Have you ever wondered if your nether regions are normal? Many women have, and new data shows they may be going under the knife in a quest for what they believe are more aesthetically pleasing genitals.
Data released Wednesday by the American Society of Plastic Surgeons found a 39% increase in labiaplasty surgeries in 2016, with more than 12,000 procedures. The procedure can range from $2500 to upwards of $6000 and involves lifting or trimming the labia or injecting fat or filler into the area.
Debra Johnson, the president of the American Society of Plastic Surgeons, said the increase could be due to a number of cultural changes ranging from more information about the procedure on social media to new grooming practices.
“People used to not really see their parts down there, but nowadays with so many women waxing and shaving, they are just much more aware of what they look like, and so sometimes they feel self-conscious,” she said.
In the past, a woman who may have felt uncomfortable because of chaffing or rubbing from extra tissue below the belt, may not have known there was a surgical option, but with the Internet, the procedure is getting a lot more attention.
“Social media plays a huge role,” Johnson said. “Many times a person will start with a Google search to see if anyone else out there has the same problem, and you have a whole cadre of people who have the same concerns…and it allows you to hear about other stories and what they did and their experience.”
Typically a woman who is interested in labiaplasty will reach out to a surgeon for a consultation that includes an examination.
“Every woman is different, and there is a huge variation of what is normal,” Jeffrey S. Palmer, MD, FACS, FAAP, Director, Cosmetic Urology Institute said. “A woman may say “my labia is too large,” but have a variation of normal, so the question is why is it bothering them?”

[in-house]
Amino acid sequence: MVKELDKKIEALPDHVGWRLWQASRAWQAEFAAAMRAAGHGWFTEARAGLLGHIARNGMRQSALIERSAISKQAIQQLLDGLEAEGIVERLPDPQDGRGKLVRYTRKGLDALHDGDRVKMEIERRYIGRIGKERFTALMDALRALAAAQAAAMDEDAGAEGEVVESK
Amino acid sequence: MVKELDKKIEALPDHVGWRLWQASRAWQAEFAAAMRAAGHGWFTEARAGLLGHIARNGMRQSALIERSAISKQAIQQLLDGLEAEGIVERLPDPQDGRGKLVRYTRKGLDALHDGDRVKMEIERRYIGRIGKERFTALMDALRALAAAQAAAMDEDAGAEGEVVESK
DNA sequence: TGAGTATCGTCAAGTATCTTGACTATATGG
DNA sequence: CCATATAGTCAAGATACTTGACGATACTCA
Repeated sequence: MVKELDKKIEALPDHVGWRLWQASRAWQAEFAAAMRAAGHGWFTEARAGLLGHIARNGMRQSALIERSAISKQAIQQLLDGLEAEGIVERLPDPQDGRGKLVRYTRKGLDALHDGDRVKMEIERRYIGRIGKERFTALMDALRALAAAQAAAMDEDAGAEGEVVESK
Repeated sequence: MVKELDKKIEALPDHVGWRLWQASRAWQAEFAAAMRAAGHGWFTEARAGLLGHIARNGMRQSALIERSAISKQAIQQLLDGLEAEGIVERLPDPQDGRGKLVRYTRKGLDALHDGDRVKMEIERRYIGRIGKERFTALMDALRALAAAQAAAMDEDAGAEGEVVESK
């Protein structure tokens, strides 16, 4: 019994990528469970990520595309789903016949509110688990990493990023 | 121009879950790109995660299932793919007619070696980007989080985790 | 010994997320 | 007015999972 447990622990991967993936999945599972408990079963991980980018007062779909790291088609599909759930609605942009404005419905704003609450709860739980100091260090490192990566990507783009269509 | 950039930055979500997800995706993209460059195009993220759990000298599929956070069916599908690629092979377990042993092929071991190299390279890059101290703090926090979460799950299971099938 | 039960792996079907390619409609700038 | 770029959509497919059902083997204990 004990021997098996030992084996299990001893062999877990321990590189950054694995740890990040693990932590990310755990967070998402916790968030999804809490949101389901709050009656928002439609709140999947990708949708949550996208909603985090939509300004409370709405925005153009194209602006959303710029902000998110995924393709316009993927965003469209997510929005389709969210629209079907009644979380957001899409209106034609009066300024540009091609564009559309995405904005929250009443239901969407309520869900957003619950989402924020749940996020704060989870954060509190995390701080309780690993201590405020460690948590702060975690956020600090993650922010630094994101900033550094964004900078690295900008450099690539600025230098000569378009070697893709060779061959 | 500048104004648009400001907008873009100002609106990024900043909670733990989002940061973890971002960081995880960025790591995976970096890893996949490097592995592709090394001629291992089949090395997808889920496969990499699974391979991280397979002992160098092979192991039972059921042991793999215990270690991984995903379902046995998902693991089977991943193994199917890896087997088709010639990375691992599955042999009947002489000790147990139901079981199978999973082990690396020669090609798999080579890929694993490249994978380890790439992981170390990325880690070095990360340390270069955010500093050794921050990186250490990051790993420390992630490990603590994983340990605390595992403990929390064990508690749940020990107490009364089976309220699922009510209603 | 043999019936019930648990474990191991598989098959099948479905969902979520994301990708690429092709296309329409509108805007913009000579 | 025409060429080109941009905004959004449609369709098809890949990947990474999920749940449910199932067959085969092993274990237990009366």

Some women may experience discomfort from longer tissue, which can rub the wrong way during sex or in tight clothing, while others may feel uncomfortable sexually because their genitalia doesn’t look like the women they see in adult films or online.
Palmer said he’s had women come to his office who have remained virgins because they are uncomfortable showing a partner their genitals.
“I’ve seen an increase in women of all ages, and especially in the much younger population the 18-year-olds and sometimes younger than that also,” he said.
While the labiaplasty won’t make your sex life better unless extra tissue was getting in the way, it may improve a woman’s self-confidence, but only if she is getting it for the right reasons.
Johnson said she’s had patients come in that want a labiaplasty because their boyfriend “doesn’t like the way things look down there.” She stresses that in those cases women should find a new boyfriend, not opt for unnecessary surgery.
“To me, it really has to be driven by the woman herself that she is doing it for herself because she wants to feel more comfortable,” she said. “There are some women I turn away because I say there is nothing wrong with your labia, so we try to make sure the people who are seeking the operation are educated and counseled.”
Johnson stresses that women who are interested in the procedure should do their homework before choosing a surgeon, and use resources like plasticsurgery.org to ensure they choose the correct person.
And while the ASPS found that labiaplasty is occurring more often, the procedure is still a small portion of overall cosmetic surgical procedures performed in 2016.
According to ASPS, there were 17.1 million surgical and minimally-invasive cosmetic procedures performed in the U.S. in 2016.
Of the almost 1.8 million cosmetic surgical procedures performed in 2016 these are the top 5:
- Breast augmentation
- Nose reshaping
- Eyelid surgery